Cross-legged Versus Traditional Sitting Position for the Success of Epidural Analgesia During Labor

  • STATUS
    Recruiting
  • participants needed
    400
  • sponsor
    Assistance Publique - Hôpitaux de Paris
Updated on 25 September 2021

Summary

The success of an epidural analgesia catheter placement depends on the parturient position. A poor posture can increase the number of punctures, patient discomfort, and risk of complications. An adequate position reverses lumbar lordosis, facilitating the access to the intervertebral space. In most cases, insertion of the epidural analgesia catheter is performed in sitting position or in lateral decubitus, the choice being generally guided by the preference of the anesthetist.

According to anesthetists' experience in the obstetrical anesthesia unit at Necker-Enfants Malades hospital, a cross-legged sitting position is comfortable for parturients, restricts interfering movements during the procedure, and provides adequate widening of interspinous spaces. This position results in knees and hips flexion, tilting the pelvis backward and opening the interspinous spaces, while limiting muscular strain to maintain the position. However, literature on this matter is scarce.

The aim of this study is to prove the superiority of the cross-legged position for successful placement of the epidural analgesia catheter at the first puncture without needle reorientation compared to a traditional sitting position on the edge of the bed.

Description

Labour pain is one of the most intense pain known. To relieve this pain, epidural analgesia is both the most effective and the safest technique. An epidural analgesia catheter also allows for anesthesia in the event of the need for instrumental extraction or emergency caesarean section; it is thus recommended by learned societies.

The 2016 national perinatal survey conducted by the National Institute of Health and Medical Research (INSERM) and the Directorate of Research, Studies, Evaluation and Statistics (DREES) in France revealed that more than 80% of women had chosen to benefit from an epidural analgesia during labour. The first puncture failure rate ranges from 3% to almost 40% depending on the study. Identified factors for difficult epidural analgesia catheter placement were: non-palpable spinous processes, obesity, spine deformity, inability for the patient to maintain an adequate position and poor experience of the operator.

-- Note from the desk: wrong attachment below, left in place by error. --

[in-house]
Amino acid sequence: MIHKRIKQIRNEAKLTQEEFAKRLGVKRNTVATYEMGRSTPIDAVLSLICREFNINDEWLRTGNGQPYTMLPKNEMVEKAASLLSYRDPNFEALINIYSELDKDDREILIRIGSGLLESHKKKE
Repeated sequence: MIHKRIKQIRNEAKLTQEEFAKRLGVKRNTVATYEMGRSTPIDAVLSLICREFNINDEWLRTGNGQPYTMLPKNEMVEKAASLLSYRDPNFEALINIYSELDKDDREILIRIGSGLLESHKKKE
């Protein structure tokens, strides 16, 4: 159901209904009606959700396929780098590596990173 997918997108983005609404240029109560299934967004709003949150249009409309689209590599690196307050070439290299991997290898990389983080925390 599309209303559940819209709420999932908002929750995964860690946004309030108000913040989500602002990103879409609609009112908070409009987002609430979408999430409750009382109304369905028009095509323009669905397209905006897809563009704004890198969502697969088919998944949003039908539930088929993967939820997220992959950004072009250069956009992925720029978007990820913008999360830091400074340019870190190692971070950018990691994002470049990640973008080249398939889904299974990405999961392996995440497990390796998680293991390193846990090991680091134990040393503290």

The success of an epidural analgesia catheter placement depends on the parturient position. A poor posture can increase the number of punctures, patient discomfort, and risk of complications. An adequate position reverses lumbar lordosis, facilitating the access to the intervertebral space. Different positions have been described: the lateral decubitus, the traditional sitting position, and its variants such as the squatting position, the "hamstring stretch" position, the "pendant position" (with a bilateral axillary support) and more recently the cross-legged position. In most cases, insertion of the epidural analgesia catheter is performed in sitting position or in lateral decubitus, the choice being generally guided by the preference of the anesthetist.

According to anesthetists' experience in the obstetrical anesthesia unit at Necker-Enfants Malades hospital, a cross-legged sitting position is comfortable for parturients, restricts interfering movements during the procedure, and provides adequate widening of interspinous spaces. This position results in knees and hips flexion, tilting the pelvis backward and opening the interspinous spaces, while limiting muscular strain to maintain the position. However, literature on this matter is scarce.

The aim of this study is to prove the superiority of the cross-legged position for successful placement of the epidural analgesia catheter at the first puncture without needle reorientation compared to a traditional sitting position on the edge of the bed.

Details
Condition Epidural Analgesia for Labour and Delivery
Treatment Position of labouring women for epidural analgesia catheter placement : Traditional Sitting Position (TSP), Position of labouring women for epidural analgesia catheter placement : Cross-legged Sitting Position (CSP)
Clinical Study IdentifierNCT04754282
SponsorAssistance Publique - Hôpitaux de Paris
Last Modified on25 September 2021

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